History Mystery Bike Adventure 

More Mystery, More Adventure & More Fun for the Whole Family 

As most community events are being cancelled, BAPA is bringing back a retooled, social distancing-friendly version of its popular History Mystery Bike Tour. An exciting way to see the neighborhood, harness sleuthing skills, and get in some active outdoor time with family and friendsnew History Mystery Bike Adventure offers four all new puzzle-solving challenges with some updates, prizes and family-friendly options.  

In its heyday, the History Mystery Tour was held as a one-day family focused biking event, coupled with food and music. For the new version, people will participate on their own using clues and maps printed in The Villager starting this month and available on BAPA’s website.   

As many residents take to the streets on two wheels to enjoy the warmer weather and stay active, the resurrected History Mystery Bike Adventure is an option for families to add some fun to their rides and discover new routes in the community. It is just one of multiple BAPA alternative events being held this summer that allow residents to practice social distancing, but still get out and participate in a community-wide activity 

The new History Mystery Bike Adventure starts pedaling in West Beverly. Every month through September, the series will take residents to a new area of the neighborhood to solve clues using the printed map in that month’s Villager and at www.bapa.org 

Clues will cover a wide range of topics specific to each area of the neighborhood. From architecture and history, to local businesses and everyday sights, residents can spend the summer discovering everything that makes the Beverly/Morgan Park community so unique.  

Once participants have completed the clues, they will be able to solve the History Mystery puzzle. Each month, completed puzzle answercan be submitted to BAPA via email (bapa@bapa.org) with the subject line History Mystery to be qualified for prizes for that month. Prize winners will be randomly selected from the correct puzzle answers received, one entry per family pleaseFuture adventures will take residents to East Beverly in July, North Beverly in August, and Central Beverly in September. 

BAPA encourages bicyclists to always practice bike safety and etiquette when riding. For more tips and recommendations on how to bike safely in our community, check out Bike Safety Information. To get started on the first History Mystery Bike Adventure of the summer, find your map and list of clues here. Good luck! 

Although you won’t be able to win any prizes, you can still get out and explore the neighborhood with the previous months bike maps and clue sheets here: June, July, August, September


North Beverly House Confirmed as a Hetherington 


It all started with a text from Michele Pettiford, a North Beverly resident and real estate agent to Grace Kuikman, longtime staff member at BAPA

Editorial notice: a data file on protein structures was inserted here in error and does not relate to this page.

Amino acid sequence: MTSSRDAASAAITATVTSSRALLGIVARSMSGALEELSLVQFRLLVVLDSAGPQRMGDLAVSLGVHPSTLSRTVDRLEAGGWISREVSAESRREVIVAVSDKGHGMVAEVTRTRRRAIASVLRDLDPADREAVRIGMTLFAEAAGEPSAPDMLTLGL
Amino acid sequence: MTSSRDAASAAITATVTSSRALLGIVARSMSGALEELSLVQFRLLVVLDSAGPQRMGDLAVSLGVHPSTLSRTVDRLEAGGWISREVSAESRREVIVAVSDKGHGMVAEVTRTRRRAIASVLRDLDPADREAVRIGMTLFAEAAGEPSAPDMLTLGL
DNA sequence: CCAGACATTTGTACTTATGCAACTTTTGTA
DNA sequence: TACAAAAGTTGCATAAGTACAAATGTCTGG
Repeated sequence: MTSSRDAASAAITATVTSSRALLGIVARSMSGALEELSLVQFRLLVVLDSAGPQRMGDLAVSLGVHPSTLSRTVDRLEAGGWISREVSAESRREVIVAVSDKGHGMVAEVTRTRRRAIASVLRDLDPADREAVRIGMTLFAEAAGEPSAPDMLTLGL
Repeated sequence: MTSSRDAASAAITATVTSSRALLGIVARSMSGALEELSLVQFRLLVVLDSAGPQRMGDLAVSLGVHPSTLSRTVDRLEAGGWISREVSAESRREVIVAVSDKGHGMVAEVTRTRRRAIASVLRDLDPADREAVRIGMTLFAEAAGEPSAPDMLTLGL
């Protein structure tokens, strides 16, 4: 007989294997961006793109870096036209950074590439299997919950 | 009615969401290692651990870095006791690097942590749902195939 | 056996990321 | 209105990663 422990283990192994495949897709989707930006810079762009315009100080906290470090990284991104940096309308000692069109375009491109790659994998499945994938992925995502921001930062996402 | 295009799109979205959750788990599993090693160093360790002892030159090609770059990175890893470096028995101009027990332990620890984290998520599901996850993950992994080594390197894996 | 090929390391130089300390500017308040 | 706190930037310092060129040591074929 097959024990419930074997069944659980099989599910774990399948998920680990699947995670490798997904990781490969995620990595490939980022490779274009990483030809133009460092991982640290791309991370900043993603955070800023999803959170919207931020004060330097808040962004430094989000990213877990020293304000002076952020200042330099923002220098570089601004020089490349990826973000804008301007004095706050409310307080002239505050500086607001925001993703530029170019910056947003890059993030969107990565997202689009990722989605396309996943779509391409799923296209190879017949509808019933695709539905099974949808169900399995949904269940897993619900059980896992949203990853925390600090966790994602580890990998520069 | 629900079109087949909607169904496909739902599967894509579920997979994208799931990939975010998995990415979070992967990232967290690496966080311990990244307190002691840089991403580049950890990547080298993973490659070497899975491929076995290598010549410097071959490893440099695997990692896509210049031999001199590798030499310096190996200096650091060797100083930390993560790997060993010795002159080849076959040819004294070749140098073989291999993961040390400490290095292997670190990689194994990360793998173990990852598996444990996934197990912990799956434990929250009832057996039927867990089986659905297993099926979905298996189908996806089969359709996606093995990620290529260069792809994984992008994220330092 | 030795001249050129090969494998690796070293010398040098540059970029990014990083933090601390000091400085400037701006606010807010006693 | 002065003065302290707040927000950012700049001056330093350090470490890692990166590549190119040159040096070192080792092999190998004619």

Michele: Happy Sunday. I have a new listing and the owners have the original blueprints. The plans say Hetherington,” but I haven’t found it documented and the people in North Beverly are saying they never heard of the house being one. Any leads on who to reach out to for more information would be greatly appreciated. 

GraceI have a friend with Ridge Historical Society who may be able to help.  

Michele: This could be a hidden treasure right in our backyard!  

Grace to Linda Lamberty, Ridge Historical Society (RHS) Historian: I have a history question for you: a house in North Beverly has plans that say “Hetherington” – can we assume it is?   

Linda: Very interesting! That address is on the “unverified” list for a Hetherington.  

Grace connected Linda and Michele to share particulars of the architectural treasure hunt. Within a short time, plans were made for Michele, Linda and Grace to meet at the house in question, a handsome brick home at the corner of 90th and Hoyne 

People who are interested in local architecture are familiar with the name Hetherington. According to former RHS architectural historian, Harold Wolff, John Todd Hetherington, who lived in North Beverly, was a highly respected architect.  The Graver-Driscoll house, home of the RHS was designed by John T. Hetherington in 1921. RHS is planning an exhibit of Hetherington works and, coincidentally, in June two descendants of the Hetherington family made a trip to visit this mansion-on-the-hill, that their ancestor designed 

John T. Hetherington’s son, Murray, followed in his father’s footsteps and was wildly popular, and quite prolific in the Beverly/Morgan Park community.  Murray’s son, also John, worked with his father, styled as “Hetherington Architects,” in a fully-equipped standalone studio behind their home at 10153 S. Prospect, where Murray’s artist wife, Mildred Lyon Hetherington, worked as well.  Mildred was well-known locally as a portraitist, but also had a successful career as a commercial artist illustrating children’s books and magazines. 

RHS files include lists of many local Hetherington-designed homes, as well as a file of addresses possibly designed by the three generations of architects, so the request from a local realtor that came via BAPA was welcome information.  

A visit to the house to see the blueprints – which say “Hetherington Architects, 10153 S. Prospect” — did indeed confirm this home to be a Hetherington.  

It was clear in touring the place that it has those myriad charming details, so characteristic of this architect-family’s designs,” Linda Lamberty said. The designs were so popular that in years past classified ads contained phrases like “Hetherington style” and “Hetherington-esque,” to describe similar homes by other architects.
“So that’s one unconfirmed Hetherington address down, with a dozen more to go,” Linda said. “Who knows:  Maybe there are even more of them out there!
Interested in learning more about your house? Contact the Ridge Historical Society, 10621 S. Seeley, 773-881-1675 or ridgehistory@hotmail.comIn 2021, RHS will celebrate their own 50th anniversary, as well as the centennial of the Graver-Driscoll House.